Summer is the time to be in the Monument for wildlife viewing, especially if you are looking for reptiles. Reptiles hibernate in the cooler winters, waiting until surface temperatures rise to the 80ºs or 90ºs before becoming active. They can purposefully regulate their body temperatures by basking on trails, resting under bushes, or taking advantage of microclimates. Count yourself lucky if you have the chance to see a rattlesnake, follow a gila monster, or accidentally come upon a desert tortoise.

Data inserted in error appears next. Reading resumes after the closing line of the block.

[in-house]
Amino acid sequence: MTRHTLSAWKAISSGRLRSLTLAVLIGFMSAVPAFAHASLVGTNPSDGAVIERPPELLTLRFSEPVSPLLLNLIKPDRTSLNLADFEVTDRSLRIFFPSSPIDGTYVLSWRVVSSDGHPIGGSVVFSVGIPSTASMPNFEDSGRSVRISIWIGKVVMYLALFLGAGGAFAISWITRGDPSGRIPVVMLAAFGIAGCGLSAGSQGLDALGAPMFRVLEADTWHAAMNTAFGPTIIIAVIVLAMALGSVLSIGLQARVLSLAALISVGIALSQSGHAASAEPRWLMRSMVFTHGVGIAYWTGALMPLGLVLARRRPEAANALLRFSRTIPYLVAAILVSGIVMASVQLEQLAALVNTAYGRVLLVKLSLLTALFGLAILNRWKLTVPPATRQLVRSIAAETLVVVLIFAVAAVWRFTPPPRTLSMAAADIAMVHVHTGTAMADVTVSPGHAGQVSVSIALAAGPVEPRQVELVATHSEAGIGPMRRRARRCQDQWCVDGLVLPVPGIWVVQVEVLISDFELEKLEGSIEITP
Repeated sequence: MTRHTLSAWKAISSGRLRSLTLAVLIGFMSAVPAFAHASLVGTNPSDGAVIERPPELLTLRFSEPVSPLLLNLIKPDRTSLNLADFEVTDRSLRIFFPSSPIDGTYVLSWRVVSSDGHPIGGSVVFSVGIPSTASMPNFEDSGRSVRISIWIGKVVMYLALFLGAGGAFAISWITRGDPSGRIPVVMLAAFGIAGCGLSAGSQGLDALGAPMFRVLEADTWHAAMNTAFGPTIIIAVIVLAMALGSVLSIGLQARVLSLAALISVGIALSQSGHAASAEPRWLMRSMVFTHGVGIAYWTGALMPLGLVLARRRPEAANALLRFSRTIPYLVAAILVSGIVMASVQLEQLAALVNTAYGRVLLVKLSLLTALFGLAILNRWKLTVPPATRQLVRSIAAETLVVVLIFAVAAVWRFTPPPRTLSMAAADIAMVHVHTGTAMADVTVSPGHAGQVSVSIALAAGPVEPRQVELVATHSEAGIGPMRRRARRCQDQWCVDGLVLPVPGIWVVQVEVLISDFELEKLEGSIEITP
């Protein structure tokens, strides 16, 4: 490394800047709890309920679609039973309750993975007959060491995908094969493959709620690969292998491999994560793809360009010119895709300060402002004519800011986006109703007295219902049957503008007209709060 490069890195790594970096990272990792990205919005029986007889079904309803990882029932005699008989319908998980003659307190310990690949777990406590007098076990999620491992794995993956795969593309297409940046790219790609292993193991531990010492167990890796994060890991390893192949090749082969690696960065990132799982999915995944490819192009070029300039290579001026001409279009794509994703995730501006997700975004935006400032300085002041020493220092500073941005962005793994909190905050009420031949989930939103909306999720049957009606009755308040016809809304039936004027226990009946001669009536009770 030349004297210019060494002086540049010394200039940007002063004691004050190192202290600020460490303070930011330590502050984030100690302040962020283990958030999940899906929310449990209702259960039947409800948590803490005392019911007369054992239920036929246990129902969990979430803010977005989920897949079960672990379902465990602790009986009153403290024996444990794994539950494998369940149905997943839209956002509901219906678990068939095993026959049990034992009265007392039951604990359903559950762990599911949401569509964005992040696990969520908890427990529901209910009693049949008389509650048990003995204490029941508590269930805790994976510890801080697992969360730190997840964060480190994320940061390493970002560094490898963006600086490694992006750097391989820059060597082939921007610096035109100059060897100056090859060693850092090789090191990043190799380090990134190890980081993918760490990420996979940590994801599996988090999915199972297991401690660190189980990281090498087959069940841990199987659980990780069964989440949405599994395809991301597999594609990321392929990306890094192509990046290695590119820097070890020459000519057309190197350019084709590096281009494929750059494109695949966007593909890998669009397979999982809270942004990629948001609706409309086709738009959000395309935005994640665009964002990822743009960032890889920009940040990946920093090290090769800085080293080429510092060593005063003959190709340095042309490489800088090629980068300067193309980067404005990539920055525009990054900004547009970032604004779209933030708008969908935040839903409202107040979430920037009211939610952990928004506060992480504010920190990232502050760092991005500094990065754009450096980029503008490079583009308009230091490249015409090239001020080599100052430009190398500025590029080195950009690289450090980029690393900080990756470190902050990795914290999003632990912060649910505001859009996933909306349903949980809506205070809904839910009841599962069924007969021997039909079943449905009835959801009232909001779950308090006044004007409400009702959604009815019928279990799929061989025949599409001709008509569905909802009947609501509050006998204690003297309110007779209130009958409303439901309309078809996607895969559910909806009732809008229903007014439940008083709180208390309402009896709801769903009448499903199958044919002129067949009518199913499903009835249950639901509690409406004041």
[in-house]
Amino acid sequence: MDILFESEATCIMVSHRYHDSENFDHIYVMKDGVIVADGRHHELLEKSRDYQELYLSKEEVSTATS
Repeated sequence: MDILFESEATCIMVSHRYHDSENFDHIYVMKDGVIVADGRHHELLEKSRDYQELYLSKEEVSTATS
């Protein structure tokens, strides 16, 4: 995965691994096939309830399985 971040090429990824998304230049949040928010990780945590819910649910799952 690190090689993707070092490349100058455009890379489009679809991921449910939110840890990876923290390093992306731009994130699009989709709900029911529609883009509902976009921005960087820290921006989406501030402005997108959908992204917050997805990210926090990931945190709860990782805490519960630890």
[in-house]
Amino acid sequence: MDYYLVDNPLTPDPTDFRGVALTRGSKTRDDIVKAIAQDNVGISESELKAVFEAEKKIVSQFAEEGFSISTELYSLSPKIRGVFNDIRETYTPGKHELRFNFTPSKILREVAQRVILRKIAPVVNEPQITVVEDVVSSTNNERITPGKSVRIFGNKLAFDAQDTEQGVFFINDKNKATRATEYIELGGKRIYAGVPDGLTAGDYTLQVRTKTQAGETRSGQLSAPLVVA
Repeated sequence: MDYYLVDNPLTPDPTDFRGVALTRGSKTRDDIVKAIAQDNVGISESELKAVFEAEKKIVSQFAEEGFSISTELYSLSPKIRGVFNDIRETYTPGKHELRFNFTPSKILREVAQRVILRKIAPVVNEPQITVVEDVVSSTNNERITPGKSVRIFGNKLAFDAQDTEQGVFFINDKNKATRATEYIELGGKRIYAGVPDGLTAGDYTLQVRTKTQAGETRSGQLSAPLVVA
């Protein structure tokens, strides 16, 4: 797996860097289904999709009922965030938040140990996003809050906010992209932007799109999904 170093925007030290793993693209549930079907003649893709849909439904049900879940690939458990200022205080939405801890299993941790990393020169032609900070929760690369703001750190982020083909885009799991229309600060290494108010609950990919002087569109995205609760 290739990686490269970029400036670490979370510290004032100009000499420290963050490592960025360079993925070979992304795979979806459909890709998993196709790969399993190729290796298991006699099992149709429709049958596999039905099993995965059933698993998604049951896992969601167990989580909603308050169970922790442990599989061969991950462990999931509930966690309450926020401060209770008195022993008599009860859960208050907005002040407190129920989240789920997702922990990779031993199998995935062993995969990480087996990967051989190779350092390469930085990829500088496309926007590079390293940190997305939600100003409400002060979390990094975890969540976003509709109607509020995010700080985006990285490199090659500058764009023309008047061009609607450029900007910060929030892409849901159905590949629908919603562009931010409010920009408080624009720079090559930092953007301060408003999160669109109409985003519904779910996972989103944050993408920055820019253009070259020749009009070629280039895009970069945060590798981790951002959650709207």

Did You Know?
Most of the year this night-blooming cereus cactus looks like ugly brown sticks, but for one night only the flower opens and smells like a rose. To see one bloom is one of the greatest treats in the Sonoran Desert